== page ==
Soon after that self-inflicted fiasco, I marched myself down to the nearest library. I wanted to find something, anything that would help me learn how to do things differently the next year. That’s when I stumbled across Jo Robinson and Jean Coppock Staeheli’s book. The book is entitled, Unplug the Christmas Machine: A Complete Guide to Putting Love and Joy Back into the Season (Quill, 1991).
Within the very first pages, the authors explain their mission. “We have written this book to help people create more rewarding Christmas celebrations,” they write. They contend that there is no one right way to celebrate the holidays. “The people who find the most pleasure in Christmas are the ones who have taken control of the celebration and shaped it to conform to their own wishes and values,” they add.
The book starts by examining the traditional roles men and women play in the Christmas celebration. It examines how these roles cause problems. According to Robinson and Staeheli, women typically are the Christmas Magicians. “Like their mothers before them, women are responsible for transforming their family’s everyday lives into a beautiful, magical festival.” This added responsibility, along with all the other duties women fulfill, often pushes the level of stress beyond toleration.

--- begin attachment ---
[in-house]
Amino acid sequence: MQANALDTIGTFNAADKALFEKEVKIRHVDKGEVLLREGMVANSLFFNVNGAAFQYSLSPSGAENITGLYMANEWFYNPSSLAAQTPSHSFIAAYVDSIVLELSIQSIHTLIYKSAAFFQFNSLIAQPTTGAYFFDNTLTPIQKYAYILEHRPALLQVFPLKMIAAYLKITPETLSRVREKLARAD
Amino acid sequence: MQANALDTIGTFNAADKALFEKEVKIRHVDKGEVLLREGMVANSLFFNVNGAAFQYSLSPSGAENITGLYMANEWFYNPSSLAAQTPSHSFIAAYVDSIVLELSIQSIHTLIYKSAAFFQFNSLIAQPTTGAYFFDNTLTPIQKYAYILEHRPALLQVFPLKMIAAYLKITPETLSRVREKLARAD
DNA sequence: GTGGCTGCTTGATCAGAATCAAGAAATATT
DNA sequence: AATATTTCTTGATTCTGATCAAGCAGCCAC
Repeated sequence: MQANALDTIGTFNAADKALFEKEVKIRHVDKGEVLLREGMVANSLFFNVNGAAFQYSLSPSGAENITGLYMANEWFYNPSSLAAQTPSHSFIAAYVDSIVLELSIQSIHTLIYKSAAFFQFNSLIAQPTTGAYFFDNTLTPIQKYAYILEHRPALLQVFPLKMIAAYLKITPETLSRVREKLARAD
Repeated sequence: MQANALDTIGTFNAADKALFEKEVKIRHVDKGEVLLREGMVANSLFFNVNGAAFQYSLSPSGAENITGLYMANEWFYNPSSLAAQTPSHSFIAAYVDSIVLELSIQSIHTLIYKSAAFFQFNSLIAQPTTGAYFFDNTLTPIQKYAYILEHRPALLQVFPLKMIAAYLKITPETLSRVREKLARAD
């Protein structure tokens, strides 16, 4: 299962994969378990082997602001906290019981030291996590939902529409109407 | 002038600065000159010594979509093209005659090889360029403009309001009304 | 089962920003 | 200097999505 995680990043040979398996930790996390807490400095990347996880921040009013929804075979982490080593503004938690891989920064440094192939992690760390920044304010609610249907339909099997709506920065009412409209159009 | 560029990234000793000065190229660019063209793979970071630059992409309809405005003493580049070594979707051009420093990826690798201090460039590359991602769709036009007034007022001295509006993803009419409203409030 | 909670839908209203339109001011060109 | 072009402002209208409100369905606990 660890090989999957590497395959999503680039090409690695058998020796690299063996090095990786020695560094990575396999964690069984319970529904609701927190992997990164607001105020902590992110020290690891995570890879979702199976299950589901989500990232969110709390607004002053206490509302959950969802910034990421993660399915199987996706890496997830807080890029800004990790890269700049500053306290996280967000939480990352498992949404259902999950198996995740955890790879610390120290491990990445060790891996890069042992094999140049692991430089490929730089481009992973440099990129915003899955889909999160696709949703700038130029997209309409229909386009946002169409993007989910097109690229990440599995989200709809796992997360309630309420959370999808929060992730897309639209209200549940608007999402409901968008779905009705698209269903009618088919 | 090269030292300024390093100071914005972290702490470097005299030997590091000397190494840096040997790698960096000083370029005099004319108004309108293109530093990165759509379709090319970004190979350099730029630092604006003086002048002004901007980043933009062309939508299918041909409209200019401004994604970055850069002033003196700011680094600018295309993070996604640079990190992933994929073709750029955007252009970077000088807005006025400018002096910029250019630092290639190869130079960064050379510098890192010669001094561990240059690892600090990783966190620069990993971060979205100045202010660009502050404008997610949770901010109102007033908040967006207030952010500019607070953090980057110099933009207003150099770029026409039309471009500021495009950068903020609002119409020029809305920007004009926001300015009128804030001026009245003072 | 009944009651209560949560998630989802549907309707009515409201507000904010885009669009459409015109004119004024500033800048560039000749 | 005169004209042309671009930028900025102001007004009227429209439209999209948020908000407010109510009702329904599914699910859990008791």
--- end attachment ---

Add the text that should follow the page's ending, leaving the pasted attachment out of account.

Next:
If women are the Christmas Magicians, the authors explain, then men are the Christmas Stagehands. “Like their fathers before them, men expect to play a subordinate part in the celebration.” Many men are happy to let their wives take charge. However, they often find that being so uninvolved is one source of their dissatisfaction with the holiday.
Then there’s the role of children. The authors state that children are one of the prime targets of the Christmas Machine. This is because toys make up such a big, dependable part of holiday retail sales. Unless parents work hard to teach their children otherwise, children quickly come to believe that present-opening is all there is to Christmas.
The authors also discuss the problem of dealing with difficult relatives at family gatherings and cultural mores surrounding the gift exchange. The remaining chapters give ideas for simplifying and enriching the holiday celebration.
Return to Balance
Reading this book gave me great insight into some of the reasons why that particular Christmas had gone so awry. I was trying to create an unrealistic, magical holiday while totally excluding my husband. I also put an inordinate emphasis on the gift exchange. This book helped me to see that although my intentions were good, my plan for a “perfect” holiday was destined to fail from the very beginning.
If you’ve ever felt disappointed with Christmas and longed to do something about it, this book is a must-read. It’s not too late to get hold of a copy and begin unplugging the Christmas machine in your house this holiday season.
Nancy Twigg writes from Tennessee.
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